• Begin treatment right away. Take the full course of medicines, and follow your doctor’s advice.
  • Don’t breastfeed a baby or use breastmilk to feed a baby if you are HIV positive.
  • Tell your local health department or all recent sexual partners and urge them to get medical checkups.
  • Don’t have sexual activity while getting treatment for an STD.
  • Have a follow-up test to be sure the STD has been successfully treated.
  • If you are HIV positive, avoid breastfeeding or using breast milk to feed your baby.
  • Inform your local health department and all recent sexual partners, encouraging them to undergo medical checkups.
  • Refrain from engaging in sexual activity while undergoing treatment for an STD.
  • Schedule a follow-up test to confirm the successful treatment of the STD.

How can Sexually Transmitted Diseases (STDs) impact pregnancy?

Contracting an STD during pregnancy can pose risks to the baby. Both gonorrhea and chlamydia can lead to health issues in the infant, ranging from eye infections to pneumonia. Syphilis may cause miscarriage or stillbirth. HIV infection can pass to a baby during a vaginal birth.

If you are pregnant and you or your partner have had or may have an STD, inform your gynecologist. Your baby may be at risk. Tests for some STDs are offered during prenatal care. It is best to treat the STD early to decrease the chances that your baby will get the infection. You and your partner both may have to be treated.

What are some common types of STDs?

Common STDs are listed below: –

Human immunodeficiency virus (HIV)

HIV, a virus that undermines the body’s ability to combat infections, may remain asymptomatic for an extended period. However, without early diagnosis and treatment, individuals are susceptible to numerous life-threatening diseases and certain cancers. Primarily transmitted through sexual activity or sharing needles for IV drug injection, HIV can also be passed from an infected mother to her baby during pregnancy, labor, delivery, or breastfeeding. Early awareness of an HIV-positive status during pregnancy allows for effective treatment, significantly reducing the risk of transmitting the virus to the child.

Human Papillomavirus (HPV)

Genital Warts STD HPVHuman papillomavirus (HPV) is a common sexually transmitted disease, with certain strains capable of inducing genital warts, also known as condylomas. These warts can manifest on the internal or external regions of the genitals, potentially spreading to adjacent skin or to sexual partners. Numerous other HPV strains, however, may be asymptomatic, rendering the infected individual unaware of their condition. In many instances, the virus spontaneously clears without causing significant health issues. Yet, if the infection persists, normal cells can undergo transformation, becoming abnormal. Women having high-risk HPV types, such as HPV 16 and 18, face an elevated risk of developing cervical cancer. Pap tests can identify abnormal cervical cells, and an HPV infection test can be conducted using the same sample if recommended by a healthcare professional.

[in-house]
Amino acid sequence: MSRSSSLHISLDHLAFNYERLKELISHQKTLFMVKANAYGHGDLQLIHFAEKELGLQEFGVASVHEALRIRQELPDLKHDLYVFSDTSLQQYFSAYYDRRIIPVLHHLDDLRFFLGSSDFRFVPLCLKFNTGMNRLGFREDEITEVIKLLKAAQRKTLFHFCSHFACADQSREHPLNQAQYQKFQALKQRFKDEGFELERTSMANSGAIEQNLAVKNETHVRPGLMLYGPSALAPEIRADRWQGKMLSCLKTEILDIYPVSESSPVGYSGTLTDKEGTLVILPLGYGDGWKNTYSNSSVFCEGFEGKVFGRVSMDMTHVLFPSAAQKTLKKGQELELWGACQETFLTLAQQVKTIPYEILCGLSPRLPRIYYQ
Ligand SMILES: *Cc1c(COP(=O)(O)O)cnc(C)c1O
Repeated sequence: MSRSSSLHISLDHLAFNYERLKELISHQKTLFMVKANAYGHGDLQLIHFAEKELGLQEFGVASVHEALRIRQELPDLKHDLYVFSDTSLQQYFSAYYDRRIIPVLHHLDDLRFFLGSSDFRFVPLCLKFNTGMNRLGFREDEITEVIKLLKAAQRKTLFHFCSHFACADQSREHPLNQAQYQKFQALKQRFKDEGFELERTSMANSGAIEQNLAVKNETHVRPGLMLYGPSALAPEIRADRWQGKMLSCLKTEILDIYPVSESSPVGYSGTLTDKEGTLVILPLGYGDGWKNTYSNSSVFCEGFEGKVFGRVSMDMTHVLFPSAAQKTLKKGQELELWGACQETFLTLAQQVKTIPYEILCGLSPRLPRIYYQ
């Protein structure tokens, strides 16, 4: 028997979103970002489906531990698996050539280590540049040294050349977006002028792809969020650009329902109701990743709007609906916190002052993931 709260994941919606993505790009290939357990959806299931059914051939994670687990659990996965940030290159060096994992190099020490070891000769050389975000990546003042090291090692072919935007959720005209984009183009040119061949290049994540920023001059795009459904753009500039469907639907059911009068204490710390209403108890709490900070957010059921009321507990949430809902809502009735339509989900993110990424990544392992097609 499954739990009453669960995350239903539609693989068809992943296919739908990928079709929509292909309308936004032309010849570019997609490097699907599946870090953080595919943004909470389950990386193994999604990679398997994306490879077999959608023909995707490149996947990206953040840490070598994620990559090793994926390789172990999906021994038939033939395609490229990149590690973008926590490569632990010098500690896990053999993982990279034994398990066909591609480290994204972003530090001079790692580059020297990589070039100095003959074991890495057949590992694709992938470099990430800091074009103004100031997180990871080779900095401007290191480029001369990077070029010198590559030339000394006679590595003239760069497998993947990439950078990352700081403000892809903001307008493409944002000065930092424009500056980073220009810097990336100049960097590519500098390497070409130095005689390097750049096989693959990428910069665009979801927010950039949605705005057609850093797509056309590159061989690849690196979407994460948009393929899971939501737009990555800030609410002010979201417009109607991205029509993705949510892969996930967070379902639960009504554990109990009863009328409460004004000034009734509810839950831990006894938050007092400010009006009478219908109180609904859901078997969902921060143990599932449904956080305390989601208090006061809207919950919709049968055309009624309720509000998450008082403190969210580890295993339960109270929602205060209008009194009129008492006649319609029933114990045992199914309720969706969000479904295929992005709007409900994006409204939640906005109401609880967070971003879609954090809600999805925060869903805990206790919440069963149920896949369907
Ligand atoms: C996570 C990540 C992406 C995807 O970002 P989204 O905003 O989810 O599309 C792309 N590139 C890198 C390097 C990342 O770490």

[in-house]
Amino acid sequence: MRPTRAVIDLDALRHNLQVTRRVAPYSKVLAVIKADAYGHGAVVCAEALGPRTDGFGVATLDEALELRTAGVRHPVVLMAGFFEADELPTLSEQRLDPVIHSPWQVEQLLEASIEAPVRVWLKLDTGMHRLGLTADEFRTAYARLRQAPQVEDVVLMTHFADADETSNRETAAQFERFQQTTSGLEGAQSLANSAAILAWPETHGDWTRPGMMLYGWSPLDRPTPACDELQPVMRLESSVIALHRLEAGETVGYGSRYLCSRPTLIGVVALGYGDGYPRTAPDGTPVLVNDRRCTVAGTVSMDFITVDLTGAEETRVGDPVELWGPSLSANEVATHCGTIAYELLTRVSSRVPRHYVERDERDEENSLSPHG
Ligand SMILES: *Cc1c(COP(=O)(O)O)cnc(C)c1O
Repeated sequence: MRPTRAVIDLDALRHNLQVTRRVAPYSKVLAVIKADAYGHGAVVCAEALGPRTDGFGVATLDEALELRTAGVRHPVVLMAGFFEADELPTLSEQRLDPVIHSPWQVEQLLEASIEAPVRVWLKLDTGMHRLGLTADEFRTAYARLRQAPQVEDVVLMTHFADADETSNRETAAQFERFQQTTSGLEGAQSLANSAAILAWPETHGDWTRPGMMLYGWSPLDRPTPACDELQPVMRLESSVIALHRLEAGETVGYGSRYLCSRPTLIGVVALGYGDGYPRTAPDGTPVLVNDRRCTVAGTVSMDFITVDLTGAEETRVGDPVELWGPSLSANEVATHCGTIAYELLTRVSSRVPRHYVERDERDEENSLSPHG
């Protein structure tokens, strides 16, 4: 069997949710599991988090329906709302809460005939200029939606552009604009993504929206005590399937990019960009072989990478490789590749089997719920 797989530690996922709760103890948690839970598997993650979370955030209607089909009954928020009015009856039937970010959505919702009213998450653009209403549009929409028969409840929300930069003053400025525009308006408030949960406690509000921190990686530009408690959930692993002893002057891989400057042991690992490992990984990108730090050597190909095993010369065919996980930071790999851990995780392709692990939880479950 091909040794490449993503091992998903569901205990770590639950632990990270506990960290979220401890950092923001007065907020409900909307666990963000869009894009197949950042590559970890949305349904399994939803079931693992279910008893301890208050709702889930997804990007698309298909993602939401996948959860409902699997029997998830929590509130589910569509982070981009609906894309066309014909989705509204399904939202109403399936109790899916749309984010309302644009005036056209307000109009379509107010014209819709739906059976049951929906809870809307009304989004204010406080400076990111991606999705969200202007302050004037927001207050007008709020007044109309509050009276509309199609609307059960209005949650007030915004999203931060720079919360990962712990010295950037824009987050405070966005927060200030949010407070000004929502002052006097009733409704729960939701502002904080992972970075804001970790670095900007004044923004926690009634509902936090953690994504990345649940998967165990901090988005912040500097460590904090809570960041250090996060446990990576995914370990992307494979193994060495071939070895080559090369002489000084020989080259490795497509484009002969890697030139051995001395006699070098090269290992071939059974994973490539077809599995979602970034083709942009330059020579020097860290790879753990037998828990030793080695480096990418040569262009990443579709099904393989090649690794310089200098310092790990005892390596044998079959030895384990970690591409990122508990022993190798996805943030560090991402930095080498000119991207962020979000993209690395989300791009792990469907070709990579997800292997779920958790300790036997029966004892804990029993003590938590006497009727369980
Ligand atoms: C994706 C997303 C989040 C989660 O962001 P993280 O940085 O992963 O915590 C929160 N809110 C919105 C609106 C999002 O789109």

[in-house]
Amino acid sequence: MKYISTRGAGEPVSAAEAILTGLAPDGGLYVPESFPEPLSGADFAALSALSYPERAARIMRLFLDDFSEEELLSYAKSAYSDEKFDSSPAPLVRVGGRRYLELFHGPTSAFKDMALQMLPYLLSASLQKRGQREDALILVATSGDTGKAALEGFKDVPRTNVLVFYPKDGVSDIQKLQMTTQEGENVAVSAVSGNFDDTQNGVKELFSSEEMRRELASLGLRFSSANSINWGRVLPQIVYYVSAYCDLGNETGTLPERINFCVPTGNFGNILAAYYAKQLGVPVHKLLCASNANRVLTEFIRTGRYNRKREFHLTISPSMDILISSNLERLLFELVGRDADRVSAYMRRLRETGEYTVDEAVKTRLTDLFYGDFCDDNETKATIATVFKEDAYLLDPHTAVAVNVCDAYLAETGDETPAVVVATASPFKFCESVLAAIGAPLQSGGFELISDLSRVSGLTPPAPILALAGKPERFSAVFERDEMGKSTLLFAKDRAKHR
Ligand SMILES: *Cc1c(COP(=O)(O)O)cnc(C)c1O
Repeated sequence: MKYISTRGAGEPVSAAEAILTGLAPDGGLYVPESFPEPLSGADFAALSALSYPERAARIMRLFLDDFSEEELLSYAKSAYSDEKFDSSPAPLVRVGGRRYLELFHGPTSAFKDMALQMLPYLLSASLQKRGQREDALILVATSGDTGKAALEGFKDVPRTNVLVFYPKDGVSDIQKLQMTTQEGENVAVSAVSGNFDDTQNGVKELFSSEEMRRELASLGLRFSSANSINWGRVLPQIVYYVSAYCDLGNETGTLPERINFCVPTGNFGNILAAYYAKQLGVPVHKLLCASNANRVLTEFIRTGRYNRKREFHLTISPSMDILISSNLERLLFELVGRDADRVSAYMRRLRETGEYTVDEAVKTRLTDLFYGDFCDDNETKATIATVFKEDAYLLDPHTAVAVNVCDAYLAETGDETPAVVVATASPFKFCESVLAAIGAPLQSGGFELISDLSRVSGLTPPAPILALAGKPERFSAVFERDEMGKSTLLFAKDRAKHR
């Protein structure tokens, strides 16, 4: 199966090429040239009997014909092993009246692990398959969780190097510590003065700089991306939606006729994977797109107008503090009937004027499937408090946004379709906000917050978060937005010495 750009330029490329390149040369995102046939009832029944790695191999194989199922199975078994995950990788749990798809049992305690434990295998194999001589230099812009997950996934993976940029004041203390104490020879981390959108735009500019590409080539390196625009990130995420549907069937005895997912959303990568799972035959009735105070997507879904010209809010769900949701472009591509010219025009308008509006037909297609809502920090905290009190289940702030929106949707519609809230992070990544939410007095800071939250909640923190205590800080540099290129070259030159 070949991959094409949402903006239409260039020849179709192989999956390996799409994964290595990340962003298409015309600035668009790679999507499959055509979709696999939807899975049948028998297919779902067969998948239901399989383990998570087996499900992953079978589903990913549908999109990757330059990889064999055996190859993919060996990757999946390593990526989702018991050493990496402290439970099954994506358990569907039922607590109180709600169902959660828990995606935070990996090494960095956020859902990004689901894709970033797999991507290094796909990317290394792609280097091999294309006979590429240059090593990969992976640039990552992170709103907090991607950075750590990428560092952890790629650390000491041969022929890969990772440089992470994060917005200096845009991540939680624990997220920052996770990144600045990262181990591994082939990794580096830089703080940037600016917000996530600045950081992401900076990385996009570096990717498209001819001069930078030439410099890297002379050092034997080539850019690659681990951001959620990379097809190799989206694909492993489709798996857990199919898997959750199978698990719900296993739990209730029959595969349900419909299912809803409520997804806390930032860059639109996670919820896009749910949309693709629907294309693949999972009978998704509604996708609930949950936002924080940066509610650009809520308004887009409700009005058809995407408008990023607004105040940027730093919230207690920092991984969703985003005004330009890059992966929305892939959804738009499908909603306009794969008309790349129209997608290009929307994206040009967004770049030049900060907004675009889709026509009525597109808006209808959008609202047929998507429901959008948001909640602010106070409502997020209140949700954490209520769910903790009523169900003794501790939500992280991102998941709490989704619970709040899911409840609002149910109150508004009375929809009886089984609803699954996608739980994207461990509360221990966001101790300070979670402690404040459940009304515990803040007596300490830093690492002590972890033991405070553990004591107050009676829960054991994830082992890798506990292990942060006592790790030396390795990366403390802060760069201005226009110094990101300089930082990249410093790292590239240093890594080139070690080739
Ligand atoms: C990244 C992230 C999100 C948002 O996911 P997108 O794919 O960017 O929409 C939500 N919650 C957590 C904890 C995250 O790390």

An effective preventive measure against the strains of HPV associated with most cervical cancers is the HPV vaccine. This vaccine also provides protection against the majority of genital warts in both men and women, as well as anal cancer in men. Notably, even with treatment for genital warts, the virus persists in the body, potentially leading to the recurrence of warts. Additionally, certain HPV types can cause common warts on various body parts, such as the hands, though these typically do not pose significant health problems.

For pregnant women, a substantial presence of genital warts introduces complexities during vaginal delivery. If the growths obstruct the birth canal, necessitating medical intervention, a cesarean section may be recommended to ensure the safety of both the mother and the newborn.


chlamydia symptoms eye throat infection discharge
Chlamydia, the most reported STI in the U.S., affects both men and women, often with subtle symptoms. It may result in abnormal genital discharge and burning during urination. Untreated chlamydia in women can lead to complications such as pelvic inflammatory disease (PID), ectopic pregnancy, and infertility. Antibiotics effectively treat chlamydia, but its asymptomatic nature in many cases poses a challenge. Pregnant individuals with chlamydia risk transmitting the infection to their babies during childbirth, potentially causing eye infections or pneumonia and increasing the likelihood of premature birth.